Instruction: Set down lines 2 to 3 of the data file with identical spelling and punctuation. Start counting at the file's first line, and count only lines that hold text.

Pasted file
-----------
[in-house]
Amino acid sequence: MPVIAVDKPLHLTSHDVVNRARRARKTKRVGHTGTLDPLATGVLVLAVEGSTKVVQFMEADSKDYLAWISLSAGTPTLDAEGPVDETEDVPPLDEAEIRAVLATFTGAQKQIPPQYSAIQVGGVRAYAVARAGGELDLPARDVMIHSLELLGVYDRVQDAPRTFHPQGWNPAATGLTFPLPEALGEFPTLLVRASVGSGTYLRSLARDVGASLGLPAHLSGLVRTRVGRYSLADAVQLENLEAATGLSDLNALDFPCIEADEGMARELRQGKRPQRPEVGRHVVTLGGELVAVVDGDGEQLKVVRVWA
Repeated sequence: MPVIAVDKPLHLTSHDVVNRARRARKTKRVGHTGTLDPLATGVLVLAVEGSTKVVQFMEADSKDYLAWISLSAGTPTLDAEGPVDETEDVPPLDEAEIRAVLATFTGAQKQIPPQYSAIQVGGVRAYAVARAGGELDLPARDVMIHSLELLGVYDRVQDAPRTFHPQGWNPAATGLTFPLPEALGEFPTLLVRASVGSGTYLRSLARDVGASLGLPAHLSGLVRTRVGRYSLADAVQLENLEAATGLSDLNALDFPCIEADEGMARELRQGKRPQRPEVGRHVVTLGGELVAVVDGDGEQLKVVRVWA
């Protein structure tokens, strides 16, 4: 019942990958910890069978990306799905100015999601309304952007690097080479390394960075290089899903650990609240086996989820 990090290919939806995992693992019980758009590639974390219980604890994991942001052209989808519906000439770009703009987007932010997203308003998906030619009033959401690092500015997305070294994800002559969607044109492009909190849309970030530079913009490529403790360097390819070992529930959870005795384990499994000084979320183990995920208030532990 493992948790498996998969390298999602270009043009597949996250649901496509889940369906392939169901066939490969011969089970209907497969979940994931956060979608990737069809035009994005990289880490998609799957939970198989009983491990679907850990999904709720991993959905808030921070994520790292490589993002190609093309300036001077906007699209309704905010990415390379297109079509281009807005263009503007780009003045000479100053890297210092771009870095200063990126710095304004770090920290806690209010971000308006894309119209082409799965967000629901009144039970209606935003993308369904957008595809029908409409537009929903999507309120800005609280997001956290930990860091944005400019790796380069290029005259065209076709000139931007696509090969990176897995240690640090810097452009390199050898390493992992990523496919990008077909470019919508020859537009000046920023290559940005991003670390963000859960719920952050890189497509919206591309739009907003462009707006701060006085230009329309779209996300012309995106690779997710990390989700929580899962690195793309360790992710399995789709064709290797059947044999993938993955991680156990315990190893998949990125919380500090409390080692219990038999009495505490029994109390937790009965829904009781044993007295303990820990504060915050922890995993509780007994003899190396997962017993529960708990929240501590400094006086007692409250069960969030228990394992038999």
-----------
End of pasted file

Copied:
Amino acid sequence: MPVIAVDKPLHLTSHDVVNRARRARKTKRVGHTGTLDPLATGVLVLAVEGSTKVVQFMEADSKDYLAWISLSAGTPTLDAEGPVDETEDVPPLDEAEIRAVLATFTGAQKQIPPQYSAIQVGGVRAYAVARAGGELDLPARDVMIHSLELLGVYDRVQDAPRTFHPQGWNPAATGLTFPLPEALGEFPTLLVRASVGSGTYLRSLARDVGASLGLPAHLSGLVRTRVGRYSLADAVQLENLEAATGLSDLNALDFPCIEADEGMARELRQGKRPQRPEVGRHVVTLGGELVAVVDGDGEQLKVVRVWA
Repeated sequence: MPVIAVDKPLHLTSHDVVNRARRARKTKRVGHTGTLDPLATGVLVLAVEGSTKVVQFMEADSKDYLAWISLSAGTPTLDAEGPVDETEDVPPLDEAEIRAVLATFTGAQKQIPPQYSAIQVGGVRAYAVARAGGELDLPARDVMIHSLELLGVYDRVQDAPRTFHPQGWNPAATGLTFPLPEALGEFPTLLVRASVGSGTYLRSLARDVGASLGLPAHLSGLVRTRVGRYSLADAVQLENLEAATGLSDLNALDFPCIEADEGMARELRQGKRPQRPEVGRHVVTLGGELVAVVDGDGEQLKVVRVWA